By James DeRuvo (doddleNEWS)
Well, it was fun while it lasted. Sure, Apple users have long been safe from the myriad of exploits and malware that have plagued Windows users, but that has largely been due to being able to fly under the radar thanks to a low market share. But that has changed in the last year thanks to rising sales and hackers widening their net to include OS X. Mostly, this is accomplished with third party exploits like this new one which exploits a whole in Apple’s Java client. But they aren’t alone, it’s also striking Windows and Linux users as well.
The Java exploit, known as “Backdoor:OSX/GetShell.A” was discovered by the virus research company F-Secure, which states that it relies primarily on social networking to get users to run a Java Archive file. Originating in Columbia, the exploit is not considered a major threat to any platform, but does infect across all platforms including Mac OS X, and that’s what makes it unique and noteworthy.
And here’s what’s clever about it. The Java code determines what platform the user is running on and then, if it determines to be OS X, the malware remotely connects to an IP address through port 8080 to obtain additional code to execute the malware.
“Once it has found out which operating system you are running, the Java class file will download the appropriate flavor of malware, with the intention of opening a backdoor that will give hackers remote access to your computer,” explained Graham Cluley, senior technology consultant with Sophos.
But it does underscore that MACs are no longer the completely safe platforms they once were. This exploits joins two others – all based on Java – which have been able to co-opt more than a half million Macs. In 2010, a Trojan known as “trojan.osx.boonana.a” hit both MAC and PCs. And last year, a trojan horse named “Flashback” struck over 600,000 MACs in the US, prompting Apple to work overtime and release a series of software updates to address them.
But Intel OS X users need not lose sleep over this current exploit. In fact, this back door exploit originated as a PowerPC binary, which means users running a modern, Intel-based Mac must also have Rosetta installed in order to be infected. Not likely.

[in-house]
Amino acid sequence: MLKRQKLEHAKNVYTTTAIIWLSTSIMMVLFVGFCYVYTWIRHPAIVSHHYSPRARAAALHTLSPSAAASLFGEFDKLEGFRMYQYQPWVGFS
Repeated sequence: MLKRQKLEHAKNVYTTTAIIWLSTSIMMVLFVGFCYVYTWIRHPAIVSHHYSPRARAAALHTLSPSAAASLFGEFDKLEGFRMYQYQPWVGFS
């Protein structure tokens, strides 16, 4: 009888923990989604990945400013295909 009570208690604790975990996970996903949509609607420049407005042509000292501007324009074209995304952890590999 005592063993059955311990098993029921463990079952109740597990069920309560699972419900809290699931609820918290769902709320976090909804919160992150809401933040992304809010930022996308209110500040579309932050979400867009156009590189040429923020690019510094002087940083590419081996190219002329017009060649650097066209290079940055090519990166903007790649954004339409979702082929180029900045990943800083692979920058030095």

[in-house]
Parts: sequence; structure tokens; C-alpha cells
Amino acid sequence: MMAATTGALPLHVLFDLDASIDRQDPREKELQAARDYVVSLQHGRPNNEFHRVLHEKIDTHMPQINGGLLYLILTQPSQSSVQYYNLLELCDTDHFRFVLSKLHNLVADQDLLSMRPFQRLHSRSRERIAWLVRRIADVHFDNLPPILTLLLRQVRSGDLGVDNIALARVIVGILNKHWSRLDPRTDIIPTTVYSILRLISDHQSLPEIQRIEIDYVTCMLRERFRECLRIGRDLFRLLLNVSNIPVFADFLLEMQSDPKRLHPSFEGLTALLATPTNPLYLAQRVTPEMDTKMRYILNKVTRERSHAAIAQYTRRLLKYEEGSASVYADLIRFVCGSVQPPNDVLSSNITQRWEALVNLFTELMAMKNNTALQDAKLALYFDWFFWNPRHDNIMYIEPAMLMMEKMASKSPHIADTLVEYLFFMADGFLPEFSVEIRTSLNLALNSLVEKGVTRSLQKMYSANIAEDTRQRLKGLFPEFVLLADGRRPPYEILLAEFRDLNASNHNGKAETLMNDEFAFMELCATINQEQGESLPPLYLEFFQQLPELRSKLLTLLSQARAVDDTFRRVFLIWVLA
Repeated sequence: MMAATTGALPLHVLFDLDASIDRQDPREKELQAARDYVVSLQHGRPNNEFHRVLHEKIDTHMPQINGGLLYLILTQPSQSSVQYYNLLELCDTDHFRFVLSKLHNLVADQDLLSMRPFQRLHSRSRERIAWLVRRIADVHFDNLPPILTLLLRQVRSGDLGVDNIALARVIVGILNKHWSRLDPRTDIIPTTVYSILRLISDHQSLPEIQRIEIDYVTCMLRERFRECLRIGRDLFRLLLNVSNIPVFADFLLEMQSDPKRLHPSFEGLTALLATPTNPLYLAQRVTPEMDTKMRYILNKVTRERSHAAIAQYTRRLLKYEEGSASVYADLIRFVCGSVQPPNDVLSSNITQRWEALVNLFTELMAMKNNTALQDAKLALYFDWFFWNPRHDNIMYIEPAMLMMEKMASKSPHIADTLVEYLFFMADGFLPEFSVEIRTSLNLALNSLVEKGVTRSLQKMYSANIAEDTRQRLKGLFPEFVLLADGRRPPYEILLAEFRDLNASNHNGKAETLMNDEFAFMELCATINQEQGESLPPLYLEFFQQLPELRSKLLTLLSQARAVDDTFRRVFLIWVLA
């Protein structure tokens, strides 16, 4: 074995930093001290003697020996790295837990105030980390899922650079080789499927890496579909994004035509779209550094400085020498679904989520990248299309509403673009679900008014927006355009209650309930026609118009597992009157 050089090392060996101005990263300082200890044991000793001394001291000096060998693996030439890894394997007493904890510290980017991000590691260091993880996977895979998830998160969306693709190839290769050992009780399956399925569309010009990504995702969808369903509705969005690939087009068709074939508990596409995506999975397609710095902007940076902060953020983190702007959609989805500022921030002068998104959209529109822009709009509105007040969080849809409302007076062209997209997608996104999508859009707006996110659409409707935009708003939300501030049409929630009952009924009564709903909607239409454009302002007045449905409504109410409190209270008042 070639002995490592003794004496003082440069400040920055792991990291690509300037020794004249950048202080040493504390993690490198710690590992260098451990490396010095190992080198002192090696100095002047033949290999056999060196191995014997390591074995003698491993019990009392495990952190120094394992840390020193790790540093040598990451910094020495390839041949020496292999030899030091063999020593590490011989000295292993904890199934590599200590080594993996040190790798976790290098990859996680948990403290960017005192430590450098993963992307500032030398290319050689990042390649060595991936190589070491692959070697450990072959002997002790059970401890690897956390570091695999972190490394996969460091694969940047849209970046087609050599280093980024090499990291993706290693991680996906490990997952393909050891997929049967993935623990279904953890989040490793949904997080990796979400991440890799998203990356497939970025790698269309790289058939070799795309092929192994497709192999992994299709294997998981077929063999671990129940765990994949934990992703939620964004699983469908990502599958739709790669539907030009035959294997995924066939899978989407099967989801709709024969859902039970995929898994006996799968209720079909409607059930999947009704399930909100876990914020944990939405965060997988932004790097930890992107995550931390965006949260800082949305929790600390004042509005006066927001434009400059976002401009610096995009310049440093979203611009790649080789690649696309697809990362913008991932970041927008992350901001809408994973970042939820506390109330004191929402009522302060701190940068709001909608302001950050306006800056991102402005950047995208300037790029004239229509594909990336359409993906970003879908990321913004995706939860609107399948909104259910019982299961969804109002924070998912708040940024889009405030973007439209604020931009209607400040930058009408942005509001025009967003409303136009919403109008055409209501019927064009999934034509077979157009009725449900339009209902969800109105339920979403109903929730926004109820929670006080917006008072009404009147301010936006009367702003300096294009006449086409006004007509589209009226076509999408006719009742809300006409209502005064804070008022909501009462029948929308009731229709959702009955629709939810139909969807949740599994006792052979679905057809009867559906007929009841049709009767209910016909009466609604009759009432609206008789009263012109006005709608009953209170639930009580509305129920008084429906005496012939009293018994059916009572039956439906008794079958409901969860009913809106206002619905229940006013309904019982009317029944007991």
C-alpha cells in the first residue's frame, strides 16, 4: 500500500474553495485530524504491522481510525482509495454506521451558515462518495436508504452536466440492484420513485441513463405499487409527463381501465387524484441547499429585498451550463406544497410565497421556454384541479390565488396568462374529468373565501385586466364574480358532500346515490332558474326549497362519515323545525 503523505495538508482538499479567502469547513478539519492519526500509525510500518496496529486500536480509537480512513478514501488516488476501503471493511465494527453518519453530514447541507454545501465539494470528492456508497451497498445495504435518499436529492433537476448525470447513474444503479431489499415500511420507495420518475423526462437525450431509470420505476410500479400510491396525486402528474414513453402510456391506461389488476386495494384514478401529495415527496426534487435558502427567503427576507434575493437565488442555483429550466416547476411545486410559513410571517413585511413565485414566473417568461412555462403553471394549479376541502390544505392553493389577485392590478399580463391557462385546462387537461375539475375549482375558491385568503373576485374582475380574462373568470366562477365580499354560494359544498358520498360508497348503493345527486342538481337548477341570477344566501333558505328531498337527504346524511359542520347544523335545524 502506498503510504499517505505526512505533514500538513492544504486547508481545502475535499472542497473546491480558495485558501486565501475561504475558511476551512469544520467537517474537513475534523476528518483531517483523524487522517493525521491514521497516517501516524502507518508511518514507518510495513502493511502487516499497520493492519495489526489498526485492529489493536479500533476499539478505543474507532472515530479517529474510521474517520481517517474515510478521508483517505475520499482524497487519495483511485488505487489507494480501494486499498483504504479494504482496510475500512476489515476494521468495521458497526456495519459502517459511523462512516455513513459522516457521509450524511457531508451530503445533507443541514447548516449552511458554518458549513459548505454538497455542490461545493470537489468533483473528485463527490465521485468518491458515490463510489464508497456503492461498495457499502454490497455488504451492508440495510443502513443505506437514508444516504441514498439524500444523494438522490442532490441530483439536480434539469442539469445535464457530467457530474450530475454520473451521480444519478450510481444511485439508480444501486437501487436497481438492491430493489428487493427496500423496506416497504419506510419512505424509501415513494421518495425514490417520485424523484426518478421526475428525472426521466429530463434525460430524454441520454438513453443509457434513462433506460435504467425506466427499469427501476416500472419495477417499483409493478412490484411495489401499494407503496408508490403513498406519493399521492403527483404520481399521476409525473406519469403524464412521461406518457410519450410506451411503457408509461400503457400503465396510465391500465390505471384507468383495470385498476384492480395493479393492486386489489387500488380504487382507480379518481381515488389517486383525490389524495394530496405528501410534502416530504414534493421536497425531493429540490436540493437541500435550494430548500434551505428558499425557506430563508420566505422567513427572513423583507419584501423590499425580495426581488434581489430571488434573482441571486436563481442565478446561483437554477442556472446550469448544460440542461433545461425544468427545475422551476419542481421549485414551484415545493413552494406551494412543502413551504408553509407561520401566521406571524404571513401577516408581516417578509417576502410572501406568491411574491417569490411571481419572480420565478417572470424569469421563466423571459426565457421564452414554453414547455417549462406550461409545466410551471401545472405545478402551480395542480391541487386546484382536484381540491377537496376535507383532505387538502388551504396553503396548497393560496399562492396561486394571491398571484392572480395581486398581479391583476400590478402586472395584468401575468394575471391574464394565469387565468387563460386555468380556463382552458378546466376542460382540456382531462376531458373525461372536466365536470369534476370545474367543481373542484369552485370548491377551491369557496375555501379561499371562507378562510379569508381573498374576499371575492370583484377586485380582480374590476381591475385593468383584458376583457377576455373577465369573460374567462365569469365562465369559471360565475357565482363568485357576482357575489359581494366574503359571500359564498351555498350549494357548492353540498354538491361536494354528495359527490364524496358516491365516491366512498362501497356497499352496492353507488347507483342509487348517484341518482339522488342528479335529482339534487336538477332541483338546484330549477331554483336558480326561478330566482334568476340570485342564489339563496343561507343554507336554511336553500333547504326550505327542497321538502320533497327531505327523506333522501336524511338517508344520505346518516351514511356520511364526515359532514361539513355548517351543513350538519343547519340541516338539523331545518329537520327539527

But it’s important to keep in mind that MACs are no longer the niche platform they once were. Hackers are now including them in their exploits and the number of trojans that will target the MAC platform will continue to grow moving forward. So it’s important to be sure that your OS is patched and updated, and maybe, just maybe it’s time to consider getting a MAC based antivirus utility like Eset’s Cyber Security for the MAC. Meanwhile, there’s things you can do to keep your platform trojan safe:
1. Don’t open email attachments; even if it’s from someone you know. If you do get something from someone you know, make sure that they really sent it to you.
2. Don’t click links in email. That link could lead you to a phishing site, or the link may lead you to install malicious software. Copy and paste links into your browser, or type them in by hand instead. Another reason to disable HTML email – the HTML hides the real destination of that seemingly innocuous link.
3. Don’t download files from places you aren’t absolutely sure are safe. Stick with the well known sites. Teeneagers who use filesharing software like BitTorrent, Azureus, etc., often unwittingly download spyware and trojans. Also don’t click on links that strangers send you in social networking sites. Don’t accept links to update Flash (they have been known to pop up when you visit some websites). Go directly to Adobe and let it determine if you need a new version of flash. (Steve Jobs was right)
4. Update your OS regularly! Turn on automatic updates in OS X and Windows. Apply all critical updates immediately. Criminals often create hacks within 24 hours of an OS being patched (these are called zero day exploits), so you need to protect yourself the day the patches appear.
5. Use a firewall. The best firewall is a hardware router – the kind you use to share an internet connection. Even if they’re not billed as firewalls, they are, and they’re quite effective.